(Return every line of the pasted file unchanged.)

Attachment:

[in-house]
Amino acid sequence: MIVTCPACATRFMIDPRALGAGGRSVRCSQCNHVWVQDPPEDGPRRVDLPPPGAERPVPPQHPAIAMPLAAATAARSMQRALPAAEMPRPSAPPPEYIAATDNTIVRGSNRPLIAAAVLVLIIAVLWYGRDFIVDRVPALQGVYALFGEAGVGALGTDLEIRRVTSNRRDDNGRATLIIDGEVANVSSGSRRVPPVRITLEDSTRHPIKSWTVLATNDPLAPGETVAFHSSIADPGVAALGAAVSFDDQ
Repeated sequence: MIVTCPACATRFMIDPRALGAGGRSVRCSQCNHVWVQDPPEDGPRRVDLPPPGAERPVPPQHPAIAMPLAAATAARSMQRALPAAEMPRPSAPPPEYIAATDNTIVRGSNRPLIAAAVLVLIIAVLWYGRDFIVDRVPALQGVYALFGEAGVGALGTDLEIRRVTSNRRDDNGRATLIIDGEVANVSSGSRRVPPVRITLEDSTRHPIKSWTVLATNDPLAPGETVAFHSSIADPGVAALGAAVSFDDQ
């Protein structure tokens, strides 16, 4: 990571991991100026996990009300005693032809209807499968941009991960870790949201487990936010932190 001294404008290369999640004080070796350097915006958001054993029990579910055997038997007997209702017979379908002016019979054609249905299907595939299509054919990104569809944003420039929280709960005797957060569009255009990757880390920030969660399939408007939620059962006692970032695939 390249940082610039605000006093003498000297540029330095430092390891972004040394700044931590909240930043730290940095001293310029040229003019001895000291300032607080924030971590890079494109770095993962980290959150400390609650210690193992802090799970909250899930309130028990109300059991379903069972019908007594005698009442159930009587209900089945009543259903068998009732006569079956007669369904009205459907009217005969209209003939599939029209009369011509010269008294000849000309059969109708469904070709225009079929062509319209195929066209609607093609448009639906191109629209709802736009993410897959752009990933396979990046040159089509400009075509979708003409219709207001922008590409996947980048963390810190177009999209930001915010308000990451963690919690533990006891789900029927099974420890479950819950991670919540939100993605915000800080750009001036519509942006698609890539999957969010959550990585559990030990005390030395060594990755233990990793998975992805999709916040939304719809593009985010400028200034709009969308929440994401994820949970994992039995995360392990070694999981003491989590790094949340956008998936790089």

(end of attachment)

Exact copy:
[in-house]
Amino acid sequence: MIVTCPACATRFMIDPRALGAGGRSVRCSQCNHVWVQDPPEDGPRRVDLPPPGAERPVPPQHPAIAMPLAAATAARSMQRALPAAEMPRPSAPPPEYIAATDNTIVRGSNRPLIAAAVLVLIIAVLWYGRDFIVDRVPALQGVYALFGEAGVGALGTDLEIRRVTSNRRDDNGRATLIIDGEVANVSSGSRRVPPVRITLEDSTRHPIKSWTVLATNDPLAPGETVAFHSSIADPGVAALGAAVSFDDQ
Repeated sequence: MIVTCPACATRFMIDPRALGAGGRSVRCSQCNHVWVQDPPEDGPRRVDLPPPGAERPVPPQHPAIAMPLAAATAARSMQRALPAAEMPRPSAPPPEYIAATDNTIVRGSNRPLIAAAVLVLIIAVLWYGRDFIVDRVPALQGVYALFGEAGVGALGTDLEIRRVTSNRRDDNGRATLIIDGEVANVSSGSRRVPPVRITLEDSTRHPIKSWTVLATNDPLAPGETVAFHSSIADPGVAALGAAVSFDDQ
């Protein structure tokens, strides 16, 4: 990571991991100026996990009300005693032809209807499968941009991960870790949201487990936010932190 001294404008290369999640004080070796350097915006958001054993029990579910055997038997007997209702017979379908002016019979054609249905299907595939299509054919990104569809944003420039929280709960005797957060569009255009990757880390920030969660399939408007939620059962006692970032695939 390249940082610039605000006093003498000297540029330095430092390891972004040394700044931590909240930043730290940095001293310029040229003019001895000291300032607080924030971590890079494109770095993962980290959150400390609650210690193992802090799970909250899930309130028990109300059991379903069972019908007594005698009442159930009587209900089945009543259903068998009732006569079956007669369904009205459907009217005969209209003939599939029209009369011509010269008294000849000309059969109708469904070709225009079929062509319209195929066209609607093609448009639906191109629209709802736009993410897959752009990933396979990046040159089509400009075509979708003409219709207001922008590409996947980048963390810190177009999209930001915010308000990451963690919690533990006891789900029927099974420890479950819950991670919540939100993605915000800080750009001036519509942006698609890539999957969010959550990585559990030990005390030395060594990755233990990793998975992805999709916040939304719809593009985010400028200034709009969308929440994401994820949970994992039995995360392990070694999981003491989590790094949340956008998936790089």